Jodie Lesh and Stephen Parodi, MD, discuss in-home care trends.

Experts discuss growing potential of in-home care


As care extends into the home, technology helps drive preventive care and healing

Years ago, if you were sick, you called a doctor’s office and the doctor came to your home. Today, many people connect with their health care teams digitally — through email, and phone and video appointments. Now, with new technologies such as remote monitoring and video opening up new possibilities, in-home care is poised to make a comeback that could integrate the entire health team — doctors, nurses, clinical staff, and consumers.

Over 12 million Americans already use in-home care, also known as home care, for a variety of health care services, including professional nursing, physical therapy, and nutritional support. Home care can enhance the quality of life for patients who are less mobile or experiencing serious illnesses.

Trends and opportunities in home care

Kaiser Permanente recently hosted “The Future of Home Care,” part of its ThoughtCAST digital event series, featuring an online panel of health care and technology experts discussing the trends and opportunities in home care.

“Technology has transformed so many businesses and entire industries for the better, making services more accessible, convenient, and affordable. This is the opportunity we face with moving care increasingly into the home,” said panelist Jodie Lesh, senior vice president of Kaiser Permanente’s Office of Transformation, a department that drives innovation across Kaiser Permanente to create sustainable change and growth.

Technology helps consumers and health care providers connect. It also shifts some care from less convenient, more costly locations — medical office buildings and hospitals — to the convenience of the consumer’s home, and saves time by not needing to travel to an in-person appointment.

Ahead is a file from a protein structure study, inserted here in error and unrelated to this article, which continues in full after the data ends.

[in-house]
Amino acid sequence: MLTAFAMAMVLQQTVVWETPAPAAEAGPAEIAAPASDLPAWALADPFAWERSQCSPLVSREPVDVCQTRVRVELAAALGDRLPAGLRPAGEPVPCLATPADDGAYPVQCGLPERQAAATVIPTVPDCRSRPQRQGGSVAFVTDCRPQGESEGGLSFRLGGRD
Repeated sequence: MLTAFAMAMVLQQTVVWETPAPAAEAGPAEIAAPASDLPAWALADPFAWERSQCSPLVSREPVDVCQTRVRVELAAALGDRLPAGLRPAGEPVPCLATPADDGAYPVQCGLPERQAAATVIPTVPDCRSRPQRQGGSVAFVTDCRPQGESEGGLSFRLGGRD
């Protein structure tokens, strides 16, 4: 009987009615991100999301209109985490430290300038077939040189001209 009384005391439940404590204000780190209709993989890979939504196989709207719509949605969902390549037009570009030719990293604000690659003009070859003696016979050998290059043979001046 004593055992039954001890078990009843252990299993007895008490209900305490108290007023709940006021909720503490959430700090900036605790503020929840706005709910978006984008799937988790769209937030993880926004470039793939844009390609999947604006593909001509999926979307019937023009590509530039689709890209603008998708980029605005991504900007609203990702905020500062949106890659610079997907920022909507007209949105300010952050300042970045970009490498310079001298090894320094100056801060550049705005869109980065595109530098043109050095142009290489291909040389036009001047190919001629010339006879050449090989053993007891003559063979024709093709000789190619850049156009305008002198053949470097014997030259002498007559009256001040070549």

“From a patient perspective, you need to be able to access care more easily. They should be able to click a button or 2 and get what they need,” said Stephen Parodi, MD, executive vice president of External Affairs, Communications, and Brand for The Permanente Federation, a national leadership and consulting organization for the eight Permanente Medical Groups whose physicians provide care to Kaiser Permanente members.

Other panelists were Susan Magsamen, executive director of the Brain Science Institute at Johns Hopkins University; Tom Lee, MD, CEO of Galileo Health; and Travis Messina, CEO of Contessa Health. The moderators were BJ Miller, MD, Mettle Health, and Gary Waymire, senior director of Kaiser Permanente’s Office of Transformation. The event was hosted by Nico Arcino, senior director of strategic partnerships at Kaiser Permanente.

Watch a recording of the ThoughtCAST panel discussion “The Future of Home Care.”

This story is reprinted from the AboutKP site.